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Removing Unwanted Occupants

By: Brian Carter, Esq. on in

A potential client calls you very excited about a property she purchased the day before at a sheriff’s sale.

The price was great, the property is in a good location with respectable schools, the title was fairly clean and her drive-by of the property showed it to be in reasonable visible condition. You set up a time to meet at the property in a couple of weeks after the deed is recorded to see what it would take to get it in shape to list for sale.

When you meet at the property, a locksmith is quickly able to unlock the front door… but you enter to find a family still living there. What now?

This type of situation has been asked several times on the PAR Legal Hotline. The answer was recently clarified based on a Pennsylvania Supreme Court decision firmly shutting and locking the door on the new owner being able to use the eviction process.

In Assouline v. Reynolds, the court unanimously held the Landlord and Tenant Act cannot be used to remove an occupant when no landlord/tenant relationship existed. Assouline purchased the property occupied by the Reynolds family at a sheriff’s sale. Although Assouline had an immediate right to possession after the sheriff recorded the deed, the Reynolds refused to move despite multiple requests.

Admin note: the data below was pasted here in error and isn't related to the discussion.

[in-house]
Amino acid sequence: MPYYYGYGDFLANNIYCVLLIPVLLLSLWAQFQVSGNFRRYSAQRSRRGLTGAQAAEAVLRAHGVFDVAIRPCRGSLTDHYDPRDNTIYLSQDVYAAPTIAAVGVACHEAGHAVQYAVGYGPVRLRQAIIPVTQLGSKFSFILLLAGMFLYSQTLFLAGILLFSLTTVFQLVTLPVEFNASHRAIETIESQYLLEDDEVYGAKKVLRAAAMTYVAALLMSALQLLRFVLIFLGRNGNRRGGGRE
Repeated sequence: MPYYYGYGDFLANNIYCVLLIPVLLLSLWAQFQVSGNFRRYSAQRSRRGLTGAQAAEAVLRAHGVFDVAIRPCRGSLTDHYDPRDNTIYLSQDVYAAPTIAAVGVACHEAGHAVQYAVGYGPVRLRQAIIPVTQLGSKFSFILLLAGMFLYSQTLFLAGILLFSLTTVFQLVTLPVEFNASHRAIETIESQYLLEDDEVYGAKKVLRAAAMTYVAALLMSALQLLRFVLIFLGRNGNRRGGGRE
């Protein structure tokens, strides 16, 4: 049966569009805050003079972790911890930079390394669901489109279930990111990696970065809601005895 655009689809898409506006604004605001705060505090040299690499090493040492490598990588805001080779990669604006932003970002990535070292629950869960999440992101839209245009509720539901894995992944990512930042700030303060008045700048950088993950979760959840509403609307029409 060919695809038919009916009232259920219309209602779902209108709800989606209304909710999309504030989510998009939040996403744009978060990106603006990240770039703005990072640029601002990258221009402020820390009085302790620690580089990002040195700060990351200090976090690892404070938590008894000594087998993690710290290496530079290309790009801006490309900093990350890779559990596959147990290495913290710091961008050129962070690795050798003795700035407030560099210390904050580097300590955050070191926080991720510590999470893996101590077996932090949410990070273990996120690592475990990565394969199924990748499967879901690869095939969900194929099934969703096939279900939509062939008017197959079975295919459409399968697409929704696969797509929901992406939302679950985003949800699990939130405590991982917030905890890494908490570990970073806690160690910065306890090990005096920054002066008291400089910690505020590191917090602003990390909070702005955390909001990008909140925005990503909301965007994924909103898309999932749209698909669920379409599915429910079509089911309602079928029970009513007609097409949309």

In an effort to gain possession, Assouline filed with the local magisterial district judge to evict the Reynolds under the Landlord and Tenant Act. Assouline convinced each lower court that this eviction process was allowed.

The Supreme Court soundly rejected this argument, however, holding that the relationship between Assouline and the Reynolds never met the criteria of landlord and tenants. Without that relationship, the court held the owner of the property could not evict the occupants based on the Landlord and Tenant Act.

The court also held that the magisterial district judge lacked the authority to hear the case. This left Assouline back at square one, with the family illegitimately occupying the property since Assouline purchased it in 2015.

So what other options may be available? Though the occupants are arguably trespassing, it may be difficult to convince the police to become involved. Self-help (just going in and throwing them out) is an unreliable alternative because Pennsylvania law is unclear whether it is even available to the owner. That really leaves an ejectment action as the lone viable option in this scenario.